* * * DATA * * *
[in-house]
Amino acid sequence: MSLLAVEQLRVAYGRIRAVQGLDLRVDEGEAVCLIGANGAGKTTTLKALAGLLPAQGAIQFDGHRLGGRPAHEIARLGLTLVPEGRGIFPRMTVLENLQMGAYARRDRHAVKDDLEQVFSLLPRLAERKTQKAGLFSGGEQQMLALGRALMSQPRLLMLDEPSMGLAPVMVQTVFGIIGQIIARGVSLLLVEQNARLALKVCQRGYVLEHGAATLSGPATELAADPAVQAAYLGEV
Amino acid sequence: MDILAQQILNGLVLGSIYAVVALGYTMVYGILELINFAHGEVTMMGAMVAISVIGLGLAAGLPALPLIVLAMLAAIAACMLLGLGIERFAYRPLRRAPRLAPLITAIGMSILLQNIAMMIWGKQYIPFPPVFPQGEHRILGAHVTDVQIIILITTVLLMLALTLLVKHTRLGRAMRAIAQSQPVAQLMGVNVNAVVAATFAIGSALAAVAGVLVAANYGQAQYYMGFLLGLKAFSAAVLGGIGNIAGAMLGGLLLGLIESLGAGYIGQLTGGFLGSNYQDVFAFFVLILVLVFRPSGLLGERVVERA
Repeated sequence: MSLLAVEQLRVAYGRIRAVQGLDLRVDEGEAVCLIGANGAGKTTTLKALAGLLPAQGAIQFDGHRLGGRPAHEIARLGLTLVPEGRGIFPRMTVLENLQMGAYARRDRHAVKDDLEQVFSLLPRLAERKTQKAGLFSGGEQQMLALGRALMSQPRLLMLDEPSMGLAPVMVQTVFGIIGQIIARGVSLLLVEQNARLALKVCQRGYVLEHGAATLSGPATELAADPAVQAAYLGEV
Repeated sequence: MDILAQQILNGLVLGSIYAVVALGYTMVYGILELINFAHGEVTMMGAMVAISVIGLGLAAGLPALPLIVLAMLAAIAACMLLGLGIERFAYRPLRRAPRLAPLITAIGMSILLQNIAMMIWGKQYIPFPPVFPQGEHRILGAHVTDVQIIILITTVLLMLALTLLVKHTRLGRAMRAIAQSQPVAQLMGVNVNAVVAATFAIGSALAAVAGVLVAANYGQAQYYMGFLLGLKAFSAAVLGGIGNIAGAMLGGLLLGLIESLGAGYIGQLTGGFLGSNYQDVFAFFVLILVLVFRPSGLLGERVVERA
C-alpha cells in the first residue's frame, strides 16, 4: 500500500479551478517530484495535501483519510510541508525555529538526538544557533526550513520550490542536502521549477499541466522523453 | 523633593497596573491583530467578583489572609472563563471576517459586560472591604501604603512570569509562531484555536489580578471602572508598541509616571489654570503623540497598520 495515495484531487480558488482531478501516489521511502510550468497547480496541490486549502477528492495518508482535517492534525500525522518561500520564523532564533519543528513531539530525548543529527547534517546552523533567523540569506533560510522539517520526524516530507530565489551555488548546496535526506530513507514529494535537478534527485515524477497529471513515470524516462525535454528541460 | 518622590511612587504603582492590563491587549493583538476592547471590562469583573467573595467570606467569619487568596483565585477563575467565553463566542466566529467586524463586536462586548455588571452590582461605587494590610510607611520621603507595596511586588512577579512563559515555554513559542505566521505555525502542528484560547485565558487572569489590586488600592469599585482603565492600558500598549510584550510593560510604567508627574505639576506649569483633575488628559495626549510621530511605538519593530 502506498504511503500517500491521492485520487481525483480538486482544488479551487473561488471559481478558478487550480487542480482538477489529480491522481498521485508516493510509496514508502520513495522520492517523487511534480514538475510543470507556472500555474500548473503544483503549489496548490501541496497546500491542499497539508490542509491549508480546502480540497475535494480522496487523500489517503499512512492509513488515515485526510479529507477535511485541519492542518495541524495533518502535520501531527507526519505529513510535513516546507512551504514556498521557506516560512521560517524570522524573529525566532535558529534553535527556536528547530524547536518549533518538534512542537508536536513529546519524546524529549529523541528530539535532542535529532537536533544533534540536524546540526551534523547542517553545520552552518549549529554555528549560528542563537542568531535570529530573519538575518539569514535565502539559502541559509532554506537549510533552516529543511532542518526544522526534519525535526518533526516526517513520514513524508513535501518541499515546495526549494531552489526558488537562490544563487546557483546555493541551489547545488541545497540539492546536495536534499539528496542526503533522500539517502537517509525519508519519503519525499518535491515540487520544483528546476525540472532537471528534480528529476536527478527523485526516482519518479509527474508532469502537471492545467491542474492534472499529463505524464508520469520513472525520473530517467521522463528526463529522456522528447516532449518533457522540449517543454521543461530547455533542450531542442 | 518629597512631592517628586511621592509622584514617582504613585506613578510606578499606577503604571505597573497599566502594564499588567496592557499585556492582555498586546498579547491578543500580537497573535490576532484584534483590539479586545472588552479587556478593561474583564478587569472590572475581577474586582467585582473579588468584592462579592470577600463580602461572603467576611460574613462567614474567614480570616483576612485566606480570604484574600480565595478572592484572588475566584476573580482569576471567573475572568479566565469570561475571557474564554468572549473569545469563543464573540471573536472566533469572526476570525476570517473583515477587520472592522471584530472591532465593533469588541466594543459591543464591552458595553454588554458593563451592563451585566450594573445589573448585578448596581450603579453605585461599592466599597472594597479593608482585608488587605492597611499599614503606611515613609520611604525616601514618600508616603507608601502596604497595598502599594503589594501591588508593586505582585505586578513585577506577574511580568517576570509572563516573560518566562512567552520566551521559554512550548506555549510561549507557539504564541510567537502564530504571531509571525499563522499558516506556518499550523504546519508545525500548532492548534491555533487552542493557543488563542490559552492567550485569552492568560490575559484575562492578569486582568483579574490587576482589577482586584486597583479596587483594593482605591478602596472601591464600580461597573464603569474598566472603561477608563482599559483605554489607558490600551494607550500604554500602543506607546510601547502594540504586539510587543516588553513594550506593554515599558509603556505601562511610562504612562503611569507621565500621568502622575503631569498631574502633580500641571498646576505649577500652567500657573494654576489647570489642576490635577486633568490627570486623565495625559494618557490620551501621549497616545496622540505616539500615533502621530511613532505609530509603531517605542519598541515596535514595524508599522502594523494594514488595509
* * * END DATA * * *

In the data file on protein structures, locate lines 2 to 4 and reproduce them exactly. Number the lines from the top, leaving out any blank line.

Amino acid sequence: MSLLAVEQLRVAYGRIRAVQGLDLRVDEGEAVCLIGANGAGKTTTLKALAGLLPAQGAIQFDGHRLGGRPAHEIARLGLTLVPEGRGIFPRMTVLENLQMGAYARRDRHAVKDDLEQVFSLLPRLAERKTQKAGLFSGGEQQMLALGRALMSQPRLLMLDEPSMGLAPVMVQTVFGIIGQIIARGVSLLLVEQNARLALKVCQRGYVLEHGAATLSGPATELAADPAVQAAYLGEV
Amino acid sequence: MDILAQQILNGLVLGSIYAVVALGYTMVYGILELINFAHGEVTMMGAMVAISVIGLGLAAGLPALPLIVLAMLAAIAACMLLGLGIERFAYRPLRRAPRLAPLITAIGMSILLQNIAMMIWGKQYIPFPPVFPQGEHRILGAHVTDVQIIILITTVLLMLALTLLVKHTRLGRAMRAIAQSQPVAQLMGVNVNAVVAATFAIGSALAAVAGVLVAANYGQAQYYMGFLLGLKAFSAAVLGGIGNIAGAMLGGLLLGLIESLGAGYIGQLTGGFLGSNYQDVFAFFVLILVLVFRPSGLLGERVVERA
Repeated sequence: MSLLAVEQLRVAYGRIRAVQGLDLRVDEGEAVCLIGANGAGKTTTLKALAGLLPAQGAIQFDGHRLGGRPAHEIARLGLTLVPEGRGIFPRMTVLENLQMGAYARRDRHAVKDDLEQVFSLLPRLAERKTQKAGLFSGGEQQMLALGRALMSQPRLLMLDEPSMGLAPVMVQTVFGIIGQIIARGVSLLLVEQNARLALKVCQRGYVLEHGAATLSGPATELAADPAVQAAYLGEV